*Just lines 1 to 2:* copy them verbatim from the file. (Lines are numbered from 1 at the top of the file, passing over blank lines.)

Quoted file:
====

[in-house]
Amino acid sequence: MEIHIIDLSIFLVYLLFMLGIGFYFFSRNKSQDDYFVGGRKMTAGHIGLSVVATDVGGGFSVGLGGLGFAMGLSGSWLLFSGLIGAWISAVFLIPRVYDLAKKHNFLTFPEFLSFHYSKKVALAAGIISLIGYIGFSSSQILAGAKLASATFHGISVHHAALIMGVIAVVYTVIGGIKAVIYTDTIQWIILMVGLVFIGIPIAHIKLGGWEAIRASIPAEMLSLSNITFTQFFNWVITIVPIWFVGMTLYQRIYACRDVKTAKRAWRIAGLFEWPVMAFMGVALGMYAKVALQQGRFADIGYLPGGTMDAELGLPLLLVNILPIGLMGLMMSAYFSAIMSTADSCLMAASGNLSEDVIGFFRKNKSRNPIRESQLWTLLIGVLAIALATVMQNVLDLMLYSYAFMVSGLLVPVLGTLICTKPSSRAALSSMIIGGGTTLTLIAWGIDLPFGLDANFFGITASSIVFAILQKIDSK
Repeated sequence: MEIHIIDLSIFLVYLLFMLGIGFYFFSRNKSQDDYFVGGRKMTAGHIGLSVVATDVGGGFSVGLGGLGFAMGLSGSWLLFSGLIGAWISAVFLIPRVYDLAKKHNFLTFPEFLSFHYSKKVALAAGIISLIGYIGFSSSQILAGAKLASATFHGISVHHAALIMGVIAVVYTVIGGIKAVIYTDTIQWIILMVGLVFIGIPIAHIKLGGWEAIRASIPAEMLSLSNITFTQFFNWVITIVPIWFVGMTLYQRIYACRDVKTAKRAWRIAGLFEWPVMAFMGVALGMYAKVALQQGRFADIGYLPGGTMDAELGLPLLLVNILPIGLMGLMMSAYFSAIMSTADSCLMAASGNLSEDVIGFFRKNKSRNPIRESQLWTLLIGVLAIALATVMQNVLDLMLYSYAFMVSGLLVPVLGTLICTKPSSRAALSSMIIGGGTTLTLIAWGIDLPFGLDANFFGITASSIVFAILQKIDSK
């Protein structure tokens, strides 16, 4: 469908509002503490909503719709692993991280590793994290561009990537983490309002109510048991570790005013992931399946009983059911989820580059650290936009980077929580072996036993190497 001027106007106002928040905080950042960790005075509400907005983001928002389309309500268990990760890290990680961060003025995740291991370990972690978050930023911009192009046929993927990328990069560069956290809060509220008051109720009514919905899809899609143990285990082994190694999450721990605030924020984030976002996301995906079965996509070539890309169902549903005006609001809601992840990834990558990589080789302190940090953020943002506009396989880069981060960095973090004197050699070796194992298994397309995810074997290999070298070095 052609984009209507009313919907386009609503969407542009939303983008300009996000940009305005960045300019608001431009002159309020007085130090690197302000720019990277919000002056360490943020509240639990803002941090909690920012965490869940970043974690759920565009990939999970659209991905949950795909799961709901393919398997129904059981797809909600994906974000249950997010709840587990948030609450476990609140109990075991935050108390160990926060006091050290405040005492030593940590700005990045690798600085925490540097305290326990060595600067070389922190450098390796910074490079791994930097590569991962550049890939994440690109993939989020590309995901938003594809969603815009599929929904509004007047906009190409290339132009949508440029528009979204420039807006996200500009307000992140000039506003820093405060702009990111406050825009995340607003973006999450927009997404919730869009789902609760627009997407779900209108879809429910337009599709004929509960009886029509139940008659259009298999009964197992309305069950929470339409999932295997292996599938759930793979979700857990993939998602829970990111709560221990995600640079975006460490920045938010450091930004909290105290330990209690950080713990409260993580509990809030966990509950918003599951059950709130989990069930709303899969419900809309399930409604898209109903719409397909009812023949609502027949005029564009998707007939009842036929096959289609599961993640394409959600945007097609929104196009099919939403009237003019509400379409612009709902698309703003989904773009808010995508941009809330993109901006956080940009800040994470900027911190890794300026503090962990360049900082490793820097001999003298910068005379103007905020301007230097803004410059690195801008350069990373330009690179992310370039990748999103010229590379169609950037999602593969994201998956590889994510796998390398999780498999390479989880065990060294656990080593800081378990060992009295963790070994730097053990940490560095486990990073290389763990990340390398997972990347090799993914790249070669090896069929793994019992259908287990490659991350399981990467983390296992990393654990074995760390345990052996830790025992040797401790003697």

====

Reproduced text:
[in-house]
Amino acid sequence: MEIHIIDLSIFLVYLLFMLGIGFYFFSRNKSQDDYFVGGRKMTAGHIGLSVVATDVGGGFSVGLGGLGFAMGLSGSWLLFSGLIGAWISAVFLIPRVYDLAKKHNFLTFPEFLSFHYSKKVALAAGIISLIGYIGFSSSQILAGAKLASATFHGISVHHAALIMGVIAVVYTVIGGIKAVIYTDTIQWIILMVGLVFIGIPIAHIKLGGWEAIRASIPAEMLSLSNITFTQFFNWVITIVPIWFVGMTLYQRIYACRDVKTAKRAWRIAGLFEWPVMAFMGVALGMYAKVALQQGRFADIGYLPGGTMDAELGLPLLLVNILPIGLMGLMMSAYFSAIMSTADSCLMAASGNLSEDVIGFFRKNKSRNPIRESQLWTLLIGVLAIALATVMQNVLDLMLYSYAFMVSGLLVPVLGTLICTKPSSRAALSSMIIGGGTTLTLIAWGIDLPFGLDANFFGITASSIVFAILQKIDSK